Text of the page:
We’ll have to remove all files from /var/ossec and the configuration file from /etc/ossec-init.conf.

    Since OSSEC was likely installed from source, there are no handy graphic utilities to help us. Instead execute the following commands from the command line:

    sudo rm /var/ossec
    
    sudo rm /etc/ossec-init.conf

    Removing System Daemons

    While we find daemons in /etc/init.d on Linux distributions, they’re stored in .plist files in both /Library/LaunchAgents and /Library/LaunchDaemons. In the latter we find one like this:

    com.yourname.yourserver.ossec-control.plist

    The exact name will depend on your user name and machine name. Remove this file, then restart your system.

    Further Reading





     
  • Jay Versluis 9:28 am on May 6, 2018 Permalink | Reply
    Tags: , GitHub   

    Categories: How To, Screencast ( 87 )   

    How to embed images in GitHub Readme Files 

    In this screencast I’ll show you how to add images to your GitHub Readme files. You can use the Markdown or HTML syntax for this, I’ll show you both versions. Make sure to upload images to your own repository and provide the relative path to them.

    Here’s the syntax:

    In Markdown

    In Markdown syntax, use the following example to embed an image:

    ![](path/to/image.png)

    In HTML

    GitHub also supported the HTML syntax, which uses the standard IMG tag. Pasting HTML code in a website is always a little tricky, but let me try:

    Should you have spaces in your file names, you can replace them with %20, just like in standard HTML (like “file%20name”).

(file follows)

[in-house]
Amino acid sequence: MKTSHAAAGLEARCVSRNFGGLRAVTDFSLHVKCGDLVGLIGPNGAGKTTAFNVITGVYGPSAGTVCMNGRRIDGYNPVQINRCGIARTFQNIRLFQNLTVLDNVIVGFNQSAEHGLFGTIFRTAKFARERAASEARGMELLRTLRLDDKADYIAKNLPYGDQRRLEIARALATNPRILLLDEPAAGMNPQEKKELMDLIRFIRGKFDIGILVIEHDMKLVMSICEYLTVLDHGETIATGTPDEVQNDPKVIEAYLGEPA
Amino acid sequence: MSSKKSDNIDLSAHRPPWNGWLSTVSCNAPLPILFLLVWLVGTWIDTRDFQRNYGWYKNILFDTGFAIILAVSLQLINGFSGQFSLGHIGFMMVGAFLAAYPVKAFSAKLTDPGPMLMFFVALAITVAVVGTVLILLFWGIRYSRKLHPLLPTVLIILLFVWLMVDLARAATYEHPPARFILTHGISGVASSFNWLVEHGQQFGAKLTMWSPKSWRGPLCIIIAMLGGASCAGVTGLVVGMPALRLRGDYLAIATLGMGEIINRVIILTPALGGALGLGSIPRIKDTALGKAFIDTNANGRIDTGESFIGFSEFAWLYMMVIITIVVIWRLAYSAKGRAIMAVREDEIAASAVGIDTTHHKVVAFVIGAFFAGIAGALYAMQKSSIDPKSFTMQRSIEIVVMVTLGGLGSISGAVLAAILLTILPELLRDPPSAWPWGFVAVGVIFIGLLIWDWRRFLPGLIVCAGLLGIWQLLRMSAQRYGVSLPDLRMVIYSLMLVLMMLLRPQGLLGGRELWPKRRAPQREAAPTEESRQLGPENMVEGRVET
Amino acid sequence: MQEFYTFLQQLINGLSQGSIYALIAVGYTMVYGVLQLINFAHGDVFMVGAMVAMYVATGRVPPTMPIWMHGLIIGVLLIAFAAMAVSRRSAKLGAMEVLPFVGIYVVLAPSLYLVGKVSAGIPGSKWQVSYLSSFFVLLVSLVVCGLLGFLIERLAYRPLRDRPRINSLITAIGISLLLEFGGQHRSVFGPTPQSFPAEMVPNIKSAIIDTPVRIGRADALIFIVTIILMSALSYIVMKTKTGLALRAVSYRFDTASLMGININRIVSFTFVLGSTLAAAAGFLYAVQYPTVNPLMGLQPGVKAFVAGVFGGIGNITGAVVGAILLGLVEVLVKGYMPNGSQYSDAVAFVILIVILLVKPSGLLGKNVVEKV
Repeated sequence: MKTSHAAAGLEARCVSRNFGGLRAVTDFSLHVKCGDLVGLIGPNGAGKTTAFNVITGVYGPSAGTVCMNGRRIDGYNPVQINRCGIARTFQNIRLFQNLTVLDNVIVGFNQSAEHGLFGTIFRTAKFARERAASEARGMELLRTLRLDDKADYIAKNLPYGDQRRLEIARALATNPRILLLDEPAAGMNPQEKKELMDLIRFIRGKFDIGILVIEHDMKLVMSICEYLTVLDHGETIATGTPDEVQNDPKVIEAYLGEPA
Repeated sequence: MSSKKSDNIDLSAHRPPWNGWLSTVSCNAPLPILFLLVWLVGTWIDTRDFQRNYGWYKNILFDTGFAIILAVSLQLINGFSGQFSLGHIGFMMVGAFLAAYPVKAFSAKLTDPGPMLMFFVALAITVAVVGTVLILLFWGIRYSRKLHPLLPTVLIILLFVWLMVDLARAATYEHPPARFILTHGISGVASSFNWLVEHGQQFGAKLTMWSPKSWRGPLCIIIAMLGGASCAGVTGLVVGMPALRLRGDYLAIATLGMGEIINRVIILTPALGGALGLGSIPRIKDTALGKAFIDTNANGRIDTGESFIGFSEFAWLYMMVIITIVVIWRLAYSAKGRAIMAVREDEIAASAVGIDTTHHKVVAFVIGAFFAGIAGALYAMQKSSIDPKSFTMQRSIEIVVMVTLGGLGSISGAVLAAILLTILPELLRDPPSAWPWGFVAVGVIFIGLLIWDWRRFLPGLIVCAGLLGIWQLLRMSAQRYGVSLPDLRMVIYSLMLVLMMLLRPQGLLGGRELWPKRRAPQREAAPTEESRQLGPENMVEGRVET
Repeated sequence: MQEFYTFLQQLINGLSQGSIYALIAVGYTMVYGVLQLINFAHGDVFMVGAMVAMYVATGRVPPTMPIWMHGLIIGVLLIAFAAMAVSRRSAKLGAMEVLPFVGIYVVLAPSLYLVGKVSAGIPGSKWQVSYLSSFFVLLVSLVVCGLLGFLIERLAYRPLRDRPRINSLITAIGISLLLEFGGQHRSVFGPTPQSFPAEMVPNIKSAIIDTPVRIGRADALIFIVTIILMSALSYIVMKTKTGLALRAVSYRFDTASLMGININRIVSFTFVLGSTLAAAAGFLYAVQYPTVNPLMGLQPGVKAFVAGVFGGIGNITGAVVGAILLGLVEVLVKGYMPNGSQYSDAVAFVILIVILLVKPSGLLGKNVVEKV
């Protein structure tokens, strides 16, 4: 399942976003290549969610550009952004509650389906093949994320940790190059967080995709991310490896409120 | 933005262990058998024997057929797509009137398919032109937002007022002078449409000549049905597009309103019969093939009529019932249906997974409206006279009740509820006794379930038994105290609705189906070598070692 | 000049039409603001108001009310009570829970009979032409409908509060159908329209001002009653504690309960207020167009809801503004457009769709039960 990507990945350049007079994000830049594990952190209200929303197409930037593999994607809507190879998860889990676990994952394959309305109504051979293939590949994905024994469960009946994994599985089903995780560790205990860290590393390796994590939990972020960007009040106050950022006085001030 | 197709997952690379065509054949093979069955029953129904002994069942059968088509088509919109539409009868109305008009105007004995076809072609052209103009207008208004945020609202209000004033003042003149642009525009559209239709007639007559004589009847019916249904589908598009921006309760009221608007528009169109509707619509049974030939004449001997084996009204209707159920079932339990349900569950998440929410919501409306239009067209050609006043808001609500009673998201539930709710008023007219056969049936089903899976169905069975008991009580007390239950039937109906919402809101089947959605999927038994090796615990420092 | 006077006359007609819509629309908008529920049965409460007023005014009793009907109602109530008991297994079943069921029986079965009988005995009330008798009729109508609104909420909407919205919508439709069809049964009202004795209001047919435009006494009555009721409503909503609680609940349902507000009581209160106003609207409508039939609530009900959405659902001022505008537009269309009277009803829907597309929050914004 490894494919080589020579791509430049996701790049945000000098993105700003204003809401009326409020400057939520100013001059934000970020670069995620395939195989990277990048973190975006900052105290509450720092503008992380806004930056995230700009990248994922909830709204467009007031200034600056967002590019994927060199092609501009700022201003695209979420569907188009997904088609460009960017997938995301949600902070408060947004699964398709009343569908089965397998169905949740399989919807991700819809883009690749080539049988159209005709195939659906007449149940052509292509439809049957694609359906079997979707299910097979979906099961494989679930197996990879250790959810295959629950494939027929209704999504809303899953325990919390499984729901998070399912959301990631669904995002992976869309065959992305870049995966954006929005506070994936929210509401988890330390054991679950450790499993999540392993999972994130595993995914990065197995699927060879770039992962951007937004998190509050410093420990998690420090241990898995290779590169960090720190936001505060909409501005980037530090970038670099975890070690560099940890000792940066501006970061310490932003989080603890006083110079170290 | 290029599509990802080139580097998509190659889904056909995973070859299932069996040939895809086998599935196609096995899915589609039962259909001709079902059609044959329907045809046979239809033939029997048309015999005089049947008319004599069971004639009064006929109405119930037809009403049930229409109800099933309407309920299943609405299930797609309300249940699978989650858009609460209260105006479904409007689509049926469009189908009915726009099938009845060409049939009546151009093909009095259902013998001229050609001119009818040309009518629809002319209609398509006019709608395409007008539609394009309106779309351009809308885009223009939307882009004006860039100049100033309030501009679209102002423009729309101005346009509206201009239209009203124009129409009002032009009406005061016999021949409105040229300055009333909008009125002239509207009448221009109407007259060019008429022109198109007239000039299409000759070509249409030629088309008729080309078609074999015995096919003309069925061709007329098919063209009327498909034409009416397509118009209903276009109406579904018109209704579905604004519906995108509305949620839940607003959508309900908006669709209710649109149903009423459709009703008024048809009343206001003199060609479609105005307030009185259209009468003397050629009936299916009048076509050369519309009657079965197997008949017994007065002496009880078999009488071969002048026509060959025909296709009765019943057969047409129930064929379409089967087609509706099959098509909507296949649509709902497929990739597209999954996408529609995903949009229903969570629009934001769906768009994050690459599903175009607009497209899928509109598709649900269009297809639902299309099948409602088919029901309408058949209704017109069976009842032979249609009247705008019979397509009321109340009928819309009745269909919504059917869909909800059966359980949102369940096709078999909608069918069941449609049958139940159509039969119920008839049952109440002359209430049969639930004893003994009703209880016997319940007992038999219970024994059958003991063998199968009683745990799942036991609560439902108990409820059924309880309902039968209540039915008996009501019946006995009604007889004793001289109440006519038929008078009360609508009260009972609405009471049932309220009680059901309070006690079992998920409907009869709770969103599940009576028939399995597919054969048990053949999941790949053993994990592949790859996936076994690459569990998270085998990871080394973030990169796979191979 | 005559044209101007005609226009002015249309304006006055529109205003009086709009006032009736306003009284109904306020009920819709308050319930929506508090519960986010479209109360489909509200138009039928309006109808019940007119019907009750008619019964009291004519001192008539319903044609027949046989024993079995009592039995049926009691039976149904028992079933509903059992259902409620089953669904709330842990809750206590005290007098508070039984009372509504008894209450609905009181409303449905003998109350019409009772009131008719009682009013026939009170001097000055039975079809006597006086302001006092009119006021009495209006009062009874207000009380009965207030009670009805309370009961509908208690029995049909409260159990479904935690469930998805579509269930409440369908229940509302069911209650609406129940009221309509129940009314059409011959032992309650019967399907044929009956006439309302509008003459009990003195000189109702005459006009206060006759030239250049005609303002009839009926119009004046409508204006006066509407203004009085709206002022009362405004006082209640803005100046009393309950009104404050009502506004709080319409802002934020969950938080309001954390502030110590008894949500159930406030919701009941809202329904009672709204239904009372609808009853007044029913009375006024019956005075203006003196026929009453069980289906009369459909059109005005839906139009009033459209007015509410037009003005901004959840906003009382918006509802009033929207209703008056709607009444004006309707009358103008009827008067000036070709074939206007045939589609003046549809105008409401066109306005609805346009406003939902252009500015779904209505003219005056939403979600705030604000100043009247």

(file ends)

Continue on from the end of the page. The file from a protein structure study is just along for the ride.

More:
Now go and make those Readme.md files look handsome!





     
  • Jay Versluis 1:51 pm on January 29, 2018 Permalink | Reply  
    Categories: How To, Screencast ( 87 ), WordPress ( 145 )   

    How to fix the “Occasional White Screen of Death” Error in WordPress 

    In this video I’ll show you how to fix an odd phenomenon I’d like to call “The Occasional White Screen of Death”. Here’s what happened: (More …)





     
  • Jay Versluis 6:10 pm on April 30, 2017 Permalink | Reply  
    Categories: How To, Mac OS X ( 36 )   

    How to mount and unmount drives in macOS and OS X from the command line 

    Unmounting external drives on a Mac is usually done quick and simple by either dragging drive icon to the trash, or by using the eject symbol in a Finder window. Mounting usually happens automatically when a new drive is inserted into a USB port or SD card slot.

    However, there is a way to do this via the command line, of which I am a big fan. Fire up a Terminal session and see how to do it.

    Listing available drives

    To see what’s currently attached to your Mac, let’s use the diskutil command, followed by the word list. You’ll see output like this:

    diskutil list
    
    /dev/disk0 (internal, physical):
       #:                       TYPE NAME                    SIZE       IDENTIFIER
       0:      GUID_partition_scheme                        *512.1 GB   disk0
       1:                        EFI EFI                     209.7 MB   disk0s1
       2:                  Apple_HFS Macintosh SSD           511.3 GB   disk0s2
       3:                 Apple_Boot Recovery HD             650.0 MB   disk0s3